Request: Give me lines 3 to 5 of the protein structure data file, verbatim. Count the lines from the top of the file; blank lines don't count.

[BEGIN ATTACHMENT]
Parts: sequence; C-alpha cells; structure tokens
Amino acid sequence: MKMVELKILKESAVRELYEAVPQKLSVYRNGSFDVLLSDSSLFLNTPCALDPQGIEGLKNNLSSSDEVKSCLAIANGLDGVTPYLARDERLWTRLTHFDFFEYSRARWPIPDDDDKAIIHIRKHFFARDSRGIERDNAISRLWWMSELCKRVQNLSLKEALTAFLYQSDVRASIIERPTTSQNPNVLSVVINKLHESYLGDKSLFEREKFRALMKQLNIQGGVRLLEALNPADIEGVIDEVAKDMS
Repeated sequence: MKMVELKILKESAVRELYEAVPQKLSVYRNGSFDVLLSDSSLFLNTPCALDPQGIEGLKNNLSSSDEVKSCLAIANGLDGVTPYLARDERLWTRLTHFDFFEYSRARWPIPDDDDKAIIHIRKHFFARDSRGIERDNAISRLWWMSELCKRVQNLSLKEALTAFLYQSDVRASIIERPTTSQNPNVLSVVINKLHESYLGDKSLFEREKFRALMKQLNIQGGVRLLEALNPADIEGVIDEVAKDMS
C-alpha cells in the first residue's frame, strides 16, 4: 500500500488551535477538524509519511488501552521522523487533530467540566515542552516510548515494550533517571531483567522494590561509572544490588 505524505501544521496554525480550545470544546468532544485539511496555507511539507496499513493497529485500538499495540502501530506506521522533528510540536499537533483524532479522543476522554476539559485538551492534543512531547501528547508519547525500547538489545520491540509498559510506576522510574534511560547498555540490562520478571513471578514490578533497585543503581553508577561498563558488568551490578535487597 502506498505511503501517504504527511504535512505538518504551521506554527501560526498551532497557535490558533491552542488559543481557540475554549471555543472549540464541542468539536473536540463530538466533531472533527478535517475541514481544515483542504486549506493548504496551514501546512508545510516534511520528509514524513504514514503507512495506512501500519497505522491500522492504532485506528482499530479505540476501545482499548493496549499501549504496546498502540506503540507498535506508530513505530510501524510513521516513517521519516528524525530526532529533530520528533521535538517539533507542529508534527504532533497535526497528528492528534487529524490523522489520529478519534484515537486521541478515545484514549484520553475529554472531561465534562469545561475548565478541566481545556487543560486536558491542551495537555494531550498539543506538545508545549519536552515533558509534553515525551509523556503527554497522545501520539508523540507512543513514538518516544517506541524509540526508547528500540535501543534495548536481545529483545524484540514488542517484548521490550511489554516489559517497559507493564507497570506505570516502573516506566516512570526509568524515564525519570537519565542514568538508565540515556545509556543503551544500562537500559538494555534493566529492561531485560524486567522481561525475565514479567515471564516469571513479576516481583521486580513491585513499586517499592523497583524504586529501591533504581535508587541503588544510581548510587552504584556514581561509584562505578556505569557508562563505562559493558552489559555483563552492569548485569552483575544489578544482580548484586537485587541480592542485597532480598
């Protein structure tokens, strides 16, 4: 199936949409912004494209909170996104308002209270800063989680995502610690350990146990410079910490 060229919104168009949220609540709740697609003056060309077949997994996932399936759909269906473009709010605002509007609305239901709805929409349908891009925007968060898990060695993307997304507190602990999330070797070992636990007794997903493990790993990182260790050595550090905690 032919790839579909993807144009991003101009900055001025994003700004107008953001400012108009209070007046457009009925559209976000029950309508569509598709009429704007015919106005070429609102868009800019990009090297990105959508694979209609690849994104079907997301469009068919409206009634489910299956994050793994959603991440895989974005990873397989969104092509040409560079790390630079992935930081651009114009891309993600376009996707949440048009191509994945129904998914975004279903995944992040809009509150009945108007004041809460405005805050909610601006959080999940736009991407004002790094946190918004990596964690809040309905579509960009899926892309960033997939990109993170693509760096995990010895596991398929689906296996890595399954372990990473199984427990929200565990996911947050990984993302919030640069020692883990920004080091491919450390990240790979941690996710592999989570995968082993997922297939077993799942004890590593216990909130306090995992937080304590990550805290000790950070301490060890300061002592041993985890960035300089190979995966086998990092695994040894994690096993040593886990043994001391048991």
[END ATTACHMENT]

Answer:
Repeated sequence: MKMVELKILKESAVRELYEAVPQKLSVYRNGSFDVLLSDSSLFLNTPCALDPQGIEGLKNNLSSSDEVKSCLAIANGLDGVTPYLARDERLWTRLTHFDFFEYSRARWPIPDDDDKAIIHIRKHFFARDSRGIERDNAISRLWWMSELCKRVQNLSLKEALTAFLYQSDVRASIIERPTTSQNPNVLSVVINKLHESYLGDKSLFEREKFRALMKQLNIQGGVRLLEALNPADIEGVIDEVAKDMS
C-alpha cells in the first residue's frame, strides 16, 4: 500500500488551535477538524509519511488501552521522523487533530467540566515542552516510548515494550533517571531483567522494590561509572544490588 505524505501544521496554525480550545470544546468532544485539511496555507511539507496499513493497529485500538499495540502501530506506521522533528510540536499537533483524532479522543476522554476539559485538551492534543512531547501528547508519547525500547538489545520491540509498559510506576522510574534511560547498555540490562520478571513471578514490578533497585543503581553508577561498563558488568551490578535487597 502506498505511503501517504504527511504535512505538518504551521506554527501560526498551532497557535490558533491552542488559543481557540475554549471555543472549540464541542468539536473536540463530538466533531472533527478535517475541514481544515483542504486549506493548504496551514501546512508545510516534511520528509514524513504514514503507512495506512501500519497505522491500522492504532485506528482499530479505540476501545482499548493496549499501549504496546498502540506503540507498535506508530513505530510501524510513521516513517521519516528524525530526532529533530520528533521535538517539533507542529508534527504532533497535526497528528492528534487529524490523522489520529478519534484515537486521541478515545484514549484520553475529554472531561465534562469545561475548565478541566481545556487543560486536558491542551495537555494531550498539543506538545508545549519536552515533558509534553515525551509523556503527554497522545501520539508523540507512543513514538518516544517506541524509540526508547528500540535501543534495548536481545529483545524484540514488542517484548521490550511489554516489559517497559507493564507497570506505570516502573516506566516512570526509568524515564525519570537519565542514568538508565540515556545509556543503551544500562537500559538494555534493566529492561531485560524486567522481561525475565514479567515471564516469571513479576516481583521486580513491585513499586517499592523497583524504586529501591533504581535508587541503588544510581548510587552504584556514581561509584562505578556505569557508562563505562559493558552489559555483563552492569548485569552483575544489578544482580548484586537485587541480592542485597532480598
């Protein structure tokens, strides 16, 4: 199936949409912004494209909170996104308002209270800063989680995502610690350990146990410079910490 060229919104168009949220609540709740697609003056060309077949997994996932399936759909269906473009709010605002509007609305239901709805929409349908891009925007968060898990060695993307997304507190602990999330070797070992636990007794997903493990790993990182260790050595550090905690 032919790839579909993807144009991003101009900055001025994003700004107008953001400012108009209070007046457009009925559209976000029950309508569509598709009429704007015919106005070429609102868009800019990009090297990105959508694979209609690849994104079907997301469009068919409206009634489910299956994050793994959603991440895989974005990873397989969104092509040409560079790390630079992935930081651009114009891309993600376009996707949440048009191509994945129904998914975004279903995944992040809009509150009945108007004041809460405005805050909610601006959080999940736009991407004002790094946190918004990596964690809040309905579509960009899926892309960033997939990109993170693509760096995990010895596991398929689906296996890595399954372990990473199984427990929200565990996911947050990984993302919030640069020692883990920004080091491919450390990240790979941690996710592999989570995968082993997922297939077993799942004890590593216990909130306090995992937080304590990550805290000790950070301490060890300061002592041993985890960035300089190979995966086998990092695994040894994690096993040593886990043994001391048991």